Jesus offers us healing of eternal significance

Tim Irwin

Fifth Sunday in Ordinary Time / Feb. 4

Job 7:1-4,6-7; Psalm 147:1-2,3-4,5-6; 1 Corinthians 9:16-19,22-23; Mark 1:29-39

The readings for the Fifth Sunday of Ordinary Time highlight the tension between our desire for bodily cures and the invitation from Jesus to receive the Gospel and be healed of sin and all of the alienation that sin causes. This tension is illustrated in this week’s Gospel by the healing miracles performed by Jesus and the response that they elicited.

The first reading recounts the lament of Job, a pious man. Once prosperous, he has lost it all. Job cries, “Remember that my life is like the wind; I shall not see happiness again.” He demands an explanation from God. God answers, not to justify what has occurred, but to tell him that humanity’s default notion of happiness means that we cannot grasp the wisdom of the Divine. Job concurs, repents, and with a deepened sense of piety experiences a healing.

Those who Jesus cured in Capernaum eventually died; those cures were short lived, but the healing of a person’s soul could last an eternity.

In the second reading, Paul says, “If I preach the gospel, this is no reason for me to boast, for an obligation has been imposed on me, and woe to me if I do not preach it!” Paul seems to tell us to set aside what we think we want, accept the Gospel and find the happiness that transcends anything that this life can ever deliver. Through humility and a deepening sense of piety, we will be healed of sin and all of the deprivation that sin causes.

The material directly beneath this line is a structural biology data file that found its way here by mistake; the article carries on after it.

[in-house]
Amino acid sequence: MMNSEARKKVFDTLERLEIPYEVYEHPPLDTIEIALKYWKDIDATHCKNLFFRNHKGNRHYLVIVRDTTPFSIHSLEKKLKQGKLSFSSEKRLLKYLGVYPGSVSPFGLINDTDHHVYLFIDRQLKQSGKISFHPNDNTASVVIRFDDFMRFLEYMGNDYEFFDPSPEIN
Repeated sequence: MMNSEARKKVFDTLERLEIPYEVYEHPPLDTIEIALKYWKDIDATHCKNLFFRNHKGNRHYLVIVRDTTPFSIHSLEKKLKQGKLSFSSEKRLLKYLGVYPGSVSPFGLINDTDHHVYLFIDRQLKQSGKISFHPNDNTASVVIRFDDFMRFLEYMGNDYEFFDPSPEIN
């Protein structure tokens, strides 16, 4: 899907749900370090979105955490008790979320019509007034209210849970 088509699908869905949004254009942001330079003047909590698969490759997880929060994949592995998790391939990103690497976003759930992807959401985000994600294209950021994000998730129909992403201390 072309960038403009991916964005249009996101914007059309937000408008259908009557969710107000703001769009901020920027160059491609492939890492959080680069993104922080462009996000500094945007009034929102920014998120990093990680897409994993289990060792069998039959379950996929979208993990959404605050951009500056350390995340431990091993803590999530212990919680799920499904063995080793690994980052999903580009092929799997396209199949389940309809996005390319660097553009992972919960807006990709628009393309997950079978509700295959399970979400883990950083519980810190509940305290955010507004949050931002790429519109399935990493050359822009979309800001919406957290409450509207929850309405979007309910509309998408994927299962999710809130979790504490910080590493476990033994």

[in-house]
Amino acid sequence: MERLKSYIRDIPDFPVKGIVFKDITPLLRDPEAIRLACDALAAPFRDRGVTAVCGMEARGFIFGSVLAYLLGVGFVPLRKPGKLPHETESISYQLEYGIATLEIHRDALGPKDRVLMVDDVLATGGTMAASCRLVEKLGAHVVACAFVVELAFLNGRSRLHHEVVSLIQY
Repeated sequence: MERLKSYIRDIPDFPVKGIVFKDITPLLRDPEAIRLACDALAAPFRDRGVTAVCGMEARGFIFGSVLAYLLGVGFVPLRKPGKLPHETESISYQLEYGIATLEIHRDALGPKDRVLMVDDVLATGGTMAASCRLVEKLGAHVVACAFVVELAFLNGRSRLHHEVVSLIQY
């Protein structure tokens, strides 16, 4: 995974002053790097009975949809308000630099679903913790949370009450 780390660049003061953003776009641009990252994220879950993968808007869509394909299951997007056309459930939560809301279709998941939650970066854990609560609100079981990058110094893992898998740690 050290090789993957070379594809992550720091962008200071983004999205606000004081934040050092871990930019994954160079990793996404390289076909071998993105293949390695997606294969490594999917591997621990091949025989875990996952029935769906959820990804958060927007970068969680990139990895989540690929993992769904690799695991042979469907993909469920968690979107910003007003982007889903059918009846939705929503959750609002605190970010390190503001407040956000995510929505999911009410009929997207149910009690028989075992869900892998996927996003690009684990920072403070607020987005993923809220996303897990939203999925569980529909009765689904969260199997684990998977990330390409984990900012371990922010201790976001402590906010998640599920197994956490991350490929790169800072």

LOOKING FOR A CURE

After having preached in the local synagogue in Capernaum, Jesus retired to the house of Simon and Andrew accompanied by James and John. Peter’s mother-in-law had a fever, an alarming and potentially fatal condition in biblical times. Jesus grasped her hand and the fever left her. Such a cure was bound to light up the neighborhood grapevine.

St. Mark says, “When it was evening, after sunset, they brought to him all who were ill or possessed by demons. The whole town was gathered at the door. He cured many who were sick with various diseases, and he drove out many demons, not permitting them to speak because they knew him.” Later, Jesus goes to a deserted place by himself to pray. His apostles eventually locate him. Simon says, “Everyone is looking for you.”

Of course, they are. The population of Capernaum stood at around 1,500. That’s a lot of instantaneously cured people at a time when good health was the exception. People wanted to find Jesus for the cure itself and not for the message the cure validated. Had Jesus wished, he could have stayed and become the Holy Land’s equivalent of the Mayo Clinic, but that wasn’t his purpose.

Jesus says, “Let us go on to the nearby villages that I may preach there also. For this purpose, have I come.” The Gospels reveal a Jesus who is very willing to cure the sick in miraculous fashion, but his purpose is to proclaim the Kingdom of God, where souls are eternally healed of sin and all of the sadness that sin causes.

Those who Jesus cured in Capernaum eventually died; those cures were short lived, but the healing of a person’s soul could last an eternity.

Through the sacraments, Jesus continues to invite us to experience a healing of eternal significance. This is the purpose for which Jesus comes under the appearance of bread and wine at the Holy Mass. This Sunday, after we have asked the Lord for any cures we may need, let us repent like Job, accept the Gospel like St. Paul and ask in a spirit of humility and ever-deepening piety that we be healed of sin and all of the pain that sin causes.

Tim Irwin teaches at Peoria Notre Dame High School, where he chairs the Theology Department. He is a member of St. Mark Parish in Peoria.

 

 

POSSIBLE SANDWICH

 

Those who Jesus cured in Capernaum eventually died; those cures were short lived, but the healing of a person’s soul could last an eternity.

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